“Writing papers with him was one of the most important lessons I learned in my scientific career,” says Wolfgang Maison, a former graduate student of Kemp’s and now a chemistry professor at the University of Hamburg. “As a scientist he was not only smart and original, but also persistent with a very positive obsession for details. Apart from science, he was an extremely kind person with a strong sense for the beautiful things in life such as good cooking and architecture. The natural sciences lost a great chemist, and we all lost a good friend.”

A recipient of the Humboldt Research Fellowship, Kemp spent his sabbaticals at the University of Oxford and the Technical University of Munich. His numerous accolades include the Everett Moore Baker Memorial Award for Excellence in Undergraduate Teaching, the Arthur C. Cope Scholar Award, and the Ralph F. Hirschmann Award in Peptide Chemistry.

In his free time, Kemp loved to cook, especially French cuisine. He also enjoyed gemology and built an impressive collection of self-cut gemstones. In 2014, Kemp helped establish the Center for Teaching and Learning at Reed College.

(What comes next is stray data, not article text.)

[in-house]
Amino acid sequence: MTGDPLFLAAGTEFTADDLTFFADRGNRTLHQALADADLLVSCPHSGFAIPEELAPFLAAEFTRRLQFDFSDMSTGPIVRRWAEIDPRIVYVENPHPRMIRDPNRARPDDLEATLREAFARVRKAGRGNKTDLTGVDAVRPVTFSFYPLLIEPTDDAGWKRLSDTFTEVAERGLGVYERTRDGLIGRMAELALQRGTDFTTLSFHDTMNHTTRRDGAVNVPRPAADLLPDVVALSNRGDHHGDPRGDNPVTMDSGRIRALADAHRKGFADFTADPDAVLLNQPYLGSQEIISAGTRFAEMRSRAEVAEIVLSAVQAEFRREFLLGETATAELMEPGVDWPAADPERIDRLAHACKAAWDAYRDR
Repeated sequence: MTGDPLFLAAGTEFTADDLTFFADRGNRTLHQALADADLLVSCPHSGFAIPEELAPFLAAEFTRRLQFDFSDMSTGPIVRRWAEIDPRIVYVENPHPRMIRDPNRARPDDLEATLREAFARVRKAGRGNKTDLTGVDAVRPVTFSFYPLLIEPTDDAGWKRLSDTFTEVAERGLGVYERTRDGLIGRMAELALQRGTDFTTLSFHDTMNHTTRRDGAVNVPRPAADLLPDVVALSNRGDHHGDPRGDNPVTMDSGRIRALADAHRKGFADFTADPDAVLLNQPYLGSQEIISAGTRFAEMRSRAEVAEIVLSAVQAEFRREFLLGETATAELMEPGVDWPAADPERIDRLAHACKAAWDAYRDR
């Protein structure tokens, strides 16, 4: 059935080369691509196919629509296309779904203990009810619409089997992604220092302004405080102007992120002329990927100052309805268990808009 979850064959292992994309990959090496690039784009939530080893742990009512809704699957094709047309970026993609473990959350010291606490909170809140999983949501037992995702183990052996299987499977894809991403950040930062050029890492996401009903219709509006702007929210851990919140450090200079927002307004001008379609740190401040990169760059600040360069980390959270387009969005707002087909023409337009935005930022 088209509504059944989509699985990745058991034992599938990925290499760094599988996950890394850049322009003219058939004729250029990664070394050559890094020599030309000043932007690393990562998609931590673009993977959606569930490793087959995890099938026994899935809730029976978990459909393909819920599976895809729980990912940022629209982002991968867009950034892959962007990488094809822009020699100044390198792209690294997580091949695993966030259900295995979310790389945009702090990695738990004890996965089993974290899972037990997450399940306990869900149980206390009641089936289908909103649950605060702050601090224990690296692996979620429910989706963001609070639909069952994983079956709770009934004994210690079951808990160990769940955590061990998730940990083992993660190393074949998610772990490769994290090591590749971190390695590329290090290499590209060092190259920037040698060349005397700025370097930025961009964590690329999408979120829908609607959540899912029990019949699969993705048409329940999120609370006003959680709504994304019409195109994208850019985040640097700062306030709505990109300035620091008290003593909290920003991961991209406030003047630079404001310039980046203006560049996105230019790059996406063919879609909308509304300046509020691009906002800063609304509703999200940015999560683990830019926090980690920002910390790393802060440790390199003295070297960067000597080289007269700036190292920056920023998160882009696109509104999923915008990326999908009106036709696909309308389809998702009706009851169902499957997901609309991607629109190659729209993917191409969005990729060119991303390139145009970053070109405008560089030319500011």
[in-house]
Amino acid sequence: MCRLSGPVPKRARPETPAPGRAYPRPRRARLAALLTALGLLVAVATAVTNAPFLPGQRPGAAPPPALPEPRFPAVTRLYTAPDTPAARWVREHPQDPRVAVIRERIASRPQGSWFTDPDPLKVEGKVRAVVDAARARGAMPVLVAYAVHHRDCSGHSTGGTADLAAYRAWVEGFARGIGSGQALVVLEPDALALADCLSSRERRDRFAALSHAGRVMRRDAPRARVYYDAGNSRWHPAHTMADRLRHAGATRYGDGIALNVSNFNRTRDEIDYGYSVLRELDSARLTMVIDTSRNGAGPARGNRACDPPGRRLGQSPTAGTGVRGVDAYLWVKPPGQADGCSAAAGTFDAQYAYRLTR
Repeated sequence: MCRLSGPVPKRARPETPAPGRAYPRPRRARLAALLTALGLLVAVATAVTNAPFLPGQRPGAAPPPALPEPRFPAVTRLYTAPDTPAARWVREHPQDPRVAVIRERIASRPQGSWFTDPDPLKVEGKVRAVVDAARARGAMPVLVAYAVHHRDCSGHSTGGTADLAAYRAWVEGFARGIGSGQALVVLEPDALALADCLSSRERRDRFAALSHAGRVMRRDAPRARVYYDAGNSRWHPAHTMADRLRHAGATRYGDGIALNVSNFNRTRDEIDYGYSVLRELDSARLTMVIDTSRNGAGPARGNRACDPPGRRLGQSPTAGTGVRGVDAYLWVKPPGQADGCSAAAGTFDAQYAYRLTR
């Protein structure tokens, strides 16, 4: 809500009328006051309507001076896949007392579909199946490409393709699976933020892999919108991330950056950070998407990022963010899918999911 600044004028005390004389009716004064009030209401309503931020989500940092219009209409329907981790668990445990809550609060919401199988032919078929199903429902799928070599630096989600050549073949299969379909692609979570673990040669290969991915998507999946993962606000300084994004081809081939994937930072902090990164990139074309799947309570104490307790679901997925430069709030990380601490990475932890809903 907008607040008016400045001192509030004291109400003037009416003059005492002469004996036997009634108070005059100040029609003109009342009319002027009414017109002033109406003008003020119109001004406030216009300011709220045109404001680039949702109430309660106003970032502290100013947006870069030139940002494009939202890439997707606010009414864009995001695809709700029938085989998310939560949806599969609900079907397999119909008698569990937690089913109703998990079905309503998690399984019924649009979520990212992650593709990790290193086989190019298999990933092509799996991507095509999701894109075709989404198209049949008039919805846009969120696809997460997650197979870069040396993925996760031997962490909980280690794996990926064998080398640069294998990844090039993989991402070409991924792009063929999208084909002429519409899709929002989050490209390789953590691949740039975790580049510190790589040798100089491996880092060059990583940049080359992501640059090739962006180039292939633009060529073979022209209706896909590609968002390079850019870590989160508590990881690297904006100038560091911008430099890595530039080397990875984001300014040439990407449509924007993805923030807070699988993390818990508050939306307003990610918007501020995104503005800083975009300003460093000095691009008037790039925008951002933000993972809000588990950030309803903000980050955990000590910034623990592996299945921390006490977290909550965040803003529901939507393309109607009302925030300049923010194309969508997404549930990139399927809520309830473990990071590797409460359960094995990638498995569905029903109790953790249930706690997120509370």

Schubert says Kemp was a “giant of chemistry and teaching, revered by the countless students and a close group of associates he trained, mentored, and inspired during his unique and celebrated life.”

Lieng-Huang Lee

This is a photo of Lieng-Huang Lee
Credit: Courtesy of Grace Lee

Lieng-Huang Lee, 95, died on April 29 in Burlington, Massachusetts.

Lee was a senior scientist at the Xerox Webster Research Center in Webster, New York, from 1968 to 1994. Before joining Xerox, he worked for Dow Chemical. His research at Xerox focused on adhesion, polymer surface chemistry, and electrophotography. He was the editor of 12 books, published over 90 technical papers, and held 31 US patents.

Lee earned a BS in chemistry from the National University of Amoy (now Xiamen University) in 1947. He earned a PhD in chemistry from Case Institute of Technology (now Case Western Reserve University) in 1955.

“My father enjoyed chemistry his whole life,” says daughter Grace Lee. “He liked to tell the story that in one of his first jobs in Taiwan in the early 1950s, he developed a technique to seed the clouds to make rain in Taiwan, by adding silver iodide to coal delivered by locomotive.”